Discovery of 'missing link' between the two main life-forms on Earth could explain evolution of animals, say scientists

'Missing link' between Earth's two life-forms found

New microbial species tells us something about our dark past, say scientists
The Pan Am Experience is a 'flight' back to the 1970s that never takes off - at least, not literally

Pan Am Experience: A 'flight' back to the 70s

Tim Walker checks in and checks out a four-hour journey with a difference
Humans aren't alone in indulging in politics - it's everywhere in the animal world

Humans aren't alone in indulging in politics

Voting, mutual back-scratching, coups and charismatic leaders - it's everywhere in the animal world
Crisp sales are in decline - but this tasty trivia might tempt back the turncoats

Crisp sales are in decline

As a nation we're filling up on popcorn and pitta chips and forsaking their potato-based predecessors
Ronald McDonald the muse? Why Banksy, Ron English and Keith Coventry are lovin' Maccy D's

Ronald McDonald the muse

A new wave of artists is taking inspiration from the fast food chain
13 best picnic blankets

13 best picnic blankets

Dine al fresco without the grass stains and damp bottoms with something from our pick of picnic rugs
Barcelona 3 Bayern Munich 0 player ratings: Lionel Messi scores twice - but does he score highest in our ratings?

Barcelona vs Bayern Munich player ratings

Lionel Messi scores twice - but does he score highest in our ratings?
Martin Guptill: Explosive New Zealand batsman who sets the range for Kiwis' big guns

Explosive batsman who sets the range for Kiwis' big guns

Martin Guptill has smashed early runs for Derbyshire and tells Richard Edwards to expect more from the 'freakish' Brendon McCullum and his buoyant team during their tour of England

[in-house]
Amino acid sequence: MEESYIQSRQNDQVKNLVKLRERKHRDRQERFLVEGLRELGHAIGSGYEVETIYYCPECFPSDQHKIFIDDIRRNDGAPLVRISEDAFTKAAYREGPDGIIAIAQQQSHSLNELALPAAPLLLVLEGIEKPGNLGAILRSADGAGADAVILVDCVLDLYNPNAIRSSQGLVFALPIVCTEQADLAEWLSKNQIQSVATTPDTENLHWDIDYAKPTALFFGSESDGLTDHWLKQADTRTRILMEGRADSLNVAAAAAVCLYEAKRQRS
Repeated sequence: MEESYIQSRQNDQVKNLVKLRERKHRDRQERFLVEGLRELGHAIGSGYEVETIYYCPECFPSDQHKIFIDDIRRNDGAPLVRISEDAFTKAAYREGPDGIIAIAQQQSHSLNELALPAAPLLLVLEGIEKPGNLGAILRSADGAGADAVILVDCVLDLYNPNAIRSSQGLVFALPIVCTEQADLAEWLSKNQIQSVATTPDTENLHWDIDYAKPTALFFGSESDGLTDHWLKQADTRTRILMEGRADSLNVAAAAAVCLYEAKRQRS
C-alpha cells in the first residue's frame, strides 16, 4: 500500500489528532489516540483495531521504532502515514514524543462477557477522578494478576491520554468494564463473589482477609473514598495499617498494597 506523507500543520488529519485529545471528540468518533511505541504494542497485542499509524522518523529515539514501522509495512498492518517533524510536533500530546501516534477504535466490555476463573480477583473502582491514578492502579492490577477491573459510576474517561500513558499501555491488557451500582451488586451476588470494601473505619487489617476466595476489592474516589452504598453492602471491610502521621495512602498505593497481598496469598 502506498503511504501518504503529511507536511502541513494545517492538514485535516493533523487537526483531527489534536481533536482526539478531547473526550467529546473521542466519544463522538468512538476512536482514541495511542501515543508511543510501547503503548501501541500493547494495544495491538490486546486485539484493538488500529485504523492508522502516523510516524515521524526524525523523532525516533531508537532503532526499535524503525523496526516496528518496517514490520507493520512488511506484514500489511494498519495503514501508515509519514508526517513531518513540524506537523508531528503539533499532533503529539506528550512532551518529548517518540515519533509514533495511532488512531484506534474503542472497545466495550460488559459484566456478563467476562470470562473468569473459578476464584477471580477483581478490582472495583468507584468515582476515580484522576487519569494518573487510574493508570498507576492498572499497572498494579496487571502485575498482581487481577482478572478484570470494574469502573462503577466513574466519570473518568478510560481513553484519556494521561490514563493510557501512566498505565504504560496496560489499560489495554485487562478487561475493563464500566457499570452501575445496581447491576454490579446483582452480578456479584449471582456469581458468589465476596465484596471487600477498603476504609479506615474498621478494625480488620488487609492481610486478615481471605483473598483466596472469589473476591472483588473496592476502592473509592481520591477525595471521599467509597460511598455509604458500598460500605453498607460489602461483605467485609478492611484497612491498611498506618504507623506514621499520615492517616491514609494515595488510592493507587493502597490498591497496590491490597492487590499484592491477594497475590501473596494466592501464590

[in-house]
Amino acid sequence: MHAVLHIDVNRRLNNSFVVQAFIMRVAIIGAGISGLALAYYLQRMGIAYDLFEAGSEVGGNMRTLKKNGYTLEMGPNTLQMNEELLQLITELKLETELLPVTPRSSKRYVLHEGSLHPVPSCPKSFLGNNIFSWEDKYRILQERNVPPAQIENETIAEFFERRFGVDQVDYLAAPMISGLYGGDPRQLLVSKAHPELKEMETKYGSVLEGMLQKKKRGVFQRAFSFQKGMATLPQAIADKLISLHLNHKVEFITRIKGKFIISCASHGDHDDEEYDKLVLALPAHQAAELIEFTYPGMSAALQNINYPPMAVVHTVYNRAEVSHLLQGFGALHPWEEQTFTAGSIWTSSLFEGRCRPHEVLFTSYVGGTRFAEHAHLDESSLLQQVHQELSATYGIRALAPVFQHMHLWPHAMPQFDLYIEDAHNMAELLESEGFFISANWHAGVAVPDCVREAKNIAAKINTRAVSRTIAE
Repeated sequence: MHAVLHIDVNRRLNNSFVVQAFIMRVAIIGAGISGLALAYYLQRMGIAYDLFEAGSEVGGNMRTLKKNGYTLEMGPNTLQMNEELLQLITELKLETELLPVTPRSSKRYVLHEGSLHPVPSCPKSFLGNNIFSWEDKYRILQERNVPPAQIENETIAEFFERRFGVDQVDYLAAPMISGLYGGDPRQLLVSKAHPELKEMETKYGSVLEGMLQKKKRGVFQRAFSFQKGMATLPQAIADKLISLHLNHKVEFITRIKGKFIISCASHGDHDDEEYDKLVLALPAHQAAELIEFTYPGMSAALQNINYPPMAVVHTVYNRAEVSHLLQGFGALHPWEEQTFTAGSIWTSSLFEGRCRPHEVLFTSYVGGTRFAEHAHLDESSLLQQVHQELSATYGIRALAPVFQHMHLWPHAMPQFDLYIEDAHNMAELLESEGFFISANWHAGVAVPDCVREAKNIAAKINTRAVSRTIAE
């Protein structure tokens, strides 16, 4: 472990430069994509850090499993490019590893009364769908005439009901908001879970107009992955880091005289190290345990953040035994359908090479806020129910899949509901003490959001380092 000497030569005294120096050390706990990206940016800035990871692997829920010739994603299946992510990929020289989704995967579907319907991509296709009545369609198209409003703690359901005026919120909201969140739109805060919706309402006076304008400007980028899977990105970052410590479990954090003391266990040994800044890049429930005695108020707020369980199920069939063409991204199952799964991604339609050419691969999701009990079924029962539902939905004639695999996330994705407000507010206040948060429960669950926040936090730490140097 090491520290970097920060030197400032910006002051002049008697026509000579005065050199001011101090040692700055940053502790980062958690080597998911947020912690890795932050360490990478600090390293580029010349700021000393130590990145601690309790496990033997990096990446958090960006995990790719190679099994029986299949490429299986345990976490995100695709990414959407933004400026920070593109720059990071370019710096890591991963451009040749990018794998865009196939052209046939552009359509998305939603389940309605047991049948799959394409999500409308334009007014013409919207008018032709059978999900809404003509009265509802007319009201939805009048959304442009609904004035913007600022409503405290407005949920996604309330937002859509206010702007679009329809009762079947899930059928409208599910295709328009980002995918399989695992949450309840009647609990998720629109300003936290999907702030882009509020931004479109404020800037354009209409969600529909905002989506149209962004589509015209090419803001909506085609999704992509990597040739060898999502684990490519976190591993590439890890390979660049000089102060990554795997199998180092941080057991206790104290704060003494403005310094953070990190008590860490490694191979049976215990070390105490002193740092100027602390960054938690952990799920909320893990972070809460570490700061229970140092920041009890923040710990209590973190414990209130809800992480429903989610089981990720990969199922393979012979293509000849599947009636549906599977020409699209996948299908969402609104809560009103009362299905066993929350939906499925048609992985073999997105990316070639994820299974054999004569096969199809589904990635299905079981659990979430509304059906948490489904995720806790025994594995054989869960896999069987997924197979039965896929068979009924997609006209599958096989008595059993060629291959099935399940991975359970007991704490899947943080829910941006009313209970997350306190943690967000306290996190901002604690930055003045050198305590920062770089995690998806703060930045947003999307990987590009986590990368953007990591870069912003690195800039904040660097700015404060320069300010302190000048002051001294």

General Election 2015: Ed Miliband's unlikely journey from hapless geek to heart-throb

Miliband's unlikely journey from hapless geek to heart-throb

He was meant to be Labour's biggest handicap - but has become almost an asset
General Election 2015: A guide to the smaller parties, from the the National Health Action Party to the Church of the Militant Elvis Party

On the margins

From Militant Elvis to Women's Equality: a guide to the underdogs standing in the election
Amr Darrag: Ex-Muslim Brotherhood minister in exile still believes Egypt's military regime can be replaced with 'moderate' Islamic rule

'This is the battle of young Egypt for the future of our country'

Ex-Muslim Brotherhood minister Amr Darrag still believes the opposition can rid Egypt of its military regime and replace it with 'moderate' Islamic rule, he tells Robert Fisk
Why patients must rely less on doctors: Improving our own health is the 'blockbuster drug of the century'

Why patients must rely less on doctors

Improving our own health is the 'blockbuster drug of the century'